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rightMold in the Home
The first thing to understand about mold is that there is a little mold everywhere – indoors and outdoors. It's in the air and can be found on plants, foods, dry leaves, and other organic materials.

It's very common to find molds in homes and buildings. After all, molds grow naturally indoors. And mold spores enter the home through doorways, windows, and heating and air conditioning systems. Spores also enter the home on animals, clothing, shoes, bags and people.

When mold spores drop where there is excessive moisture in your home, they will grow. Common problem sites include humidifiers, leaky roofs and pipes, overflowing sinks, bath tubs and plant pots, steam from cooking, wet clothes drying indoors, dryers exhausting indoors, or where there has been flooding.

Many of the building materials for homes provide suitable nutrients for mold, helping it to grow. Such materials include paper and paper products, cardboard, ceiling tiles, wood and wood products, dust, paints, wallpaper, insulation materials, drywall, carpet, fabric, and upholstery.

The importance of mold in the real estate market today

Much has been made of indoor mold in advertising and the media lately, so it’s a common concern for homeowners and buyers.  It's common to find mold even in new homes.  Whether you’re selling your current home or looking into buying one, it’s vital to get a mold inspection.  Presence of active mold can drastically affect the resale value of any home.

For homeowners, a mold inspection will either put your mind at rest or make you aware of any problems that could otherwise cause delays or deal breakers once you’ve entered negotiations with a buyer.  A professional mold inspection will give you a signed report from an expert before you put the home up for sale.  Imagine being able to show a “clean bill of health” to potential buyers that express concerns – they’ll be impressed by your thoroughness and commitment to your home.

For buyers, getting a mold inspection will ensure that you’re not surprised by costly clean up and the potential health hazards of mold.  If any mold is found to be present and active in the home, the mold inspection will allow you to ask the seller to do the clean up prior to buying the home.

Exposure to mold

Everyone is exposed to some amount of mold on a daily basis, most without any apparent reaction.  Generally mold spores can cause problems when they are present in large numbers and a person inhales large quantities of them.  This occurs primarily when there is active mold growth.

For some people, a small exposure to mold spores can trigger an asthma attack or lead to other health problems.  For others, symptoms may only occur when exposure levels are much higher.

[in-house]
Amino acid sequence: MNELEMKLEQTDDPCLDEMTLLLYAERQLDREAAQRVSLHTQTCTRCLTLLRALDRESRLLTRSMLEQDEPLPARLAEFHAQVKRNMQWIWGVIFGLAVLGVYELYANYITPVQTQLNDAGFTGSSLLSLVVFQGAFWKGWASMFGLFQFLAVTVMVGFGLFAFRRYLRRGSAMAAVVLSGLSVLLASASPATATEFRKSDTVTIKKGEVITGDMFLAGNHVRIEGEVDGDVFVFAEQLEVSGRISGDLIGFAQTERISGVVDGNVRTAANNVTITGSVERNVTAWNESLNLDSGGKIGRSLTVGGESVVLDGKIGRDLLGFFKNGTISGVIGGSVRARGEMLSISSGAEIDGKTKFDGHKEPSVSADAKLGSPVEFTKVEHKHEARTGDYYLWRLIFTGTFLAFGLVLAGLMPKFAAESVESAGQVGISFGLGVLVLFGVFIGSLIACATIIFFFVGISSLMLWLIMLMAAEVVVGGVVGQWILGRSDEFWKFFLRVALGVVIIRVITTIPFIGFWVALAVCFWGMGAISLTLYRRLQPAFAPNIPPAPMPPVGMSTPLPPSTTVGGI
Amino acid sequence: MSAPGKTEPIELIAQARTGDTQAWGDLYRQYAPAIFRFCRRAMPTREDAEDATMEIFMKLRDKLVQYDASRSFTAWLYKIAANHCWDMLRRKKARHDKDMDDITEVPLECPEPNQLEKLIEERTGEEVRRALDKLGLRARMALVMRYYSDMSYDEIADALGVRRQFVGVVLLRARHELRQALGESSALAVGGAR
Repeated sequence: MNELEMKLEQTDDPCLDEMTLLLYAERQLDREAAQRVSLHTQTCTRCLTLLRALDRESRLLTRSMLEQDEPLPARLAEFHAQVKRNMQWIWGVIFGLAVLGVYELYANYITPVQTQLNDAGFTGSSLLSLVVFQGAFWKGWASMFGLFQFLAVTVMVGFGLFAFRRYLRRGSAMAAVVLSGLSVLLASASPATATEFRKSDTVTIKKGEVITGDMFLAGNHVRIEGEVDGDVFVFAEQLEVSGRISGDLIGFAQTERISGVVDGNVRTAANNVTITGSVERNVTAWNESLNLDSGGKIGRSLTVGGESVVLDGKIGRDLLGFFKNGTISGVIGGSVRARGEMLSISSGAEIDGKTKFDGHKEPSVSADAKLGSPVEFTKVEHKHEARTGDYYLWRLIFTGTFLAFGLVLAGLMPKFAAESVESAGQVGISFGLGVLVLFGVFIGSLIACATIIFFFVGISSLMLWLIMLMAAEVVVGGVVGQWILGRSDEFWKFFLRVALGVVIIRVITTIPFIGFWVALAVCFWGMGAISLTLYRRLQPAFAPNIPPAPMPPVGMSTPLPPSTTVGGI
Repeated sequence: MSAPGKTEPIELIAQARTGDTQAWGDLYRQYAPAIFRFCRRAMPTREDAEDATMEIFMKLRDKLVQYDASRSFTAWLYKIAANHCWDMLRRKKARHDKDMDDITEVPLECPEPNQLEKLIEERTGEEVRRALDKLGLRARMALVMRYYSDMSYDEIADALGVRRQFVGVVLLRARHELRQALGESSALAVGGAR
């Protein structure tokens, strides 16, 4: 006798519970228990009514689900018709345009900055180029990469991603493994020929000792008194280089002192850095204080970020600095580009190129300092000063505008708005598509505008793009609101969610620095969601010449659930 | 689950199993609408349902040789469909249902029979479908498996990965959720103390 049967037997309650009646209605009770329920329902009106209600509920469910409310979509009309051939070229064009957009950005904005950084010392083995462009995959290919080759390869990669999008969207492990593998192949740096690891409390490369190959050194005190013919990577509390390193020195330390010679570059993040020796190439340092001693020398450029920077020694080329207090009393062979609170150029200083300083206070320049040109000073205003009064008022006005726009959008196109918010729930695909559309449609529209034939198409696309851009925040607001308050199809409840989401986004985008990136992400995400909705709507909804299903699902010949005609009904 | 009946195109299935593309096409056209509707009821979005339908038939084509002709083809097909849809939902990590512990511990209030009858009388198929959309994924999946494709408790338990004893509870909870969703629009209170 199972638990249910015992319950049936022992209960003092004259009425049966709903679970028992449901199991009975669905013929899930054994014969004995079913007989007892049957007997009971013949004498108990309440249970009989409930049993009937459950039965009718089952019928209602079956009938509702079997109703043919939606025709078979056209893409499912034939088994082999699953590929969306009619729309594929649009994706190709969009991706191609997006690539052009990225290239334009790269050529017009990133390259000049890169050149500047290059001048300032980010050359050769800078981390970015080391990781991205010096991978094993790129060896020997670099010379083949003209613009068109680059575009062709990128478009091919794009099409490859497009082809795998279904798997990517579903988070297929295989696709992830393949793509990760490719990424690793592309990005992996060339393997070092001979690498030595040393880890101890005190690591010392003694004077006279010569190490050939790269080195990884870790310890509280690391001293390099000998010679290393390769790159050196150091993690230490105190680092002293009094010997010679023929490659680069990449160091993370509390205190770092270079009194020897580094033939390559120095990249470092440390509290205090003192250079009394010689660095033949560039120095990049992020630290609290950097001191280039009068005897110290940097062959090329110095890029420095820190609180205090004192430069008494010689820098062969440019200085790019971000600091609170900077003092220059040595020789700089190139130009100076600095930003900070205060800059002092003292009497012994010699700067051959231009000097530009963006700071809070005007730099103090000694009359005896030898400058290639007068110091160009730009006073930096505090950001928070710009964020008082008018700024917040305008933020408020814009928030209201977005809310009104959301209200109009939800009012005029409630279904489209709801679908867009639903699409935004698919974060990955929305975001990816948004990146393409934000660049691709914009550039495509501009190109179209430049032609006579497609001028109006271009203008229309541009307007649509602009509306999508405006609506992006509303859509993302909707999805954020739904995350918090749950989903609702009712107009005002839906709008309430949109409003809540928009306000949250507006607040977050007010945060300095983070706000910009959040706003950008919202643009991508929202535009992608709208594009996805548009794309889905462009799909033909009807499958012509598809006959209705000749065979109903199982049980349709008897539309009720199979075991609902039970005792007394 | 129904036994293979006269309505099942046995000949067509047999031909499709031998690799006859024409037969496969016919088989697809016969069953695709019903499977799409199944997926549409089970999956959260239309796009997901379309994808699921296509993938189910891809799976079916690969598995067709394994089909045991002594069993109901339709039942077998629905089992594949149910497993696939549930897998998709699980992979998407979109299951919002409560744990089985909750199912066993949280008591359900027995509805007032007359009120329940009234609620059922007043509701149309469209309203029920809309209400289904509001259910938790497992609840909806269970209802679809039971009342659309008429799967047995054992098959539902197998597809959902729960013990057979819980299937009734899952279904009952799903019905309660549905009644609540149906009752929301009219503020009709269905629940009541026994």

The health effects of mold can vary.  The production of allergens or irritants can cause mild allergic reactions and asthma attacks.  The production of potentially toxic mycotoxins can cause more severe reactions, and in rare cases death.

Should I be concerned about mold in my home?

Yes.  If indoor mold is extensive, those in your home can be exposed to very high and persistent airborne mold spores.  It is possible to become sensitized to these mold spores and develop allergies or other health concerns, even if one is not normally sensitive to mold.

Left unchecked, mold growth can cause structural damage to your home as well as permanent damage to furnishings and carpet.

According to the Centers for Disease Control*, "It is not necessary, however, to determine what type of mold you may have.  All molds should be treated the same with respect to potential health risks and removal."

Can my home be tested for mold?

Yes.  We offer thorough mold inspections that involve visual examinations of the most likely areas to harbor mold.  We also take air samples indoors and out to determine whether the number of spores inside your home is significantly higher.  If the indoor level is higher, it could mean that mold is growing inside your home.

How do I remove mold from my home?

First address the source of moisture that is allowing the mold to grow.  Then take steps to clean up the contamination.  Here are helpful links to lean more about cleaning up mold in your home.

"A Brief Guide to Mold, Moisture, and Your Home"
This Guide provides information and guidance for homeowners and renters on how
to clean up residential mold problems and how to prevent mold growth.
www.epa.gov/mold/moldguide.html

  MOLD AND HEALTH ISSUE LINKS  

Air Pollution and Respiratory Health bullet Environmental Public Health Tracking
bullet Asthma bullet Health Studies
bullet Division of Laboratory Sciences bullet Mold
bullet Emergency and Environmental Health Services bullet Radiation Studies
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Health
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Environmental Hazards and Health Effects

 

 

Mold Facts

Molds are simple, microscopic organisms whose purpose in the ecosystem is to break down dead materials. Molds can be found on plants, dry leaves, and on just about every other organic material.  Some molds are useful, such as those used to make antibiotics and cheese. Some molds are known to be highly toxic when ingested, such as the types that invade grains and peanuts. Most of the mold found indoors comes from outdoors.

Molds reproduce by very tiny particles called spores. The spores float in on the air currents and find a suitable spot to grow. Spores are very light and can travel on air currents. If mold spores land on a suitable surface, they will begin to grow.

Molds need three things to thrive- moisture, food and a surface to grow on. Molds can be seen throughout the house, and can be found in most bathrooms. Mold growth can often be seen in the form of discoloration, and can appear in many colors-white, orange, pink, blue, green, black or brown. When molds are present in large quantities (called colonies) they can cause health problems in some people.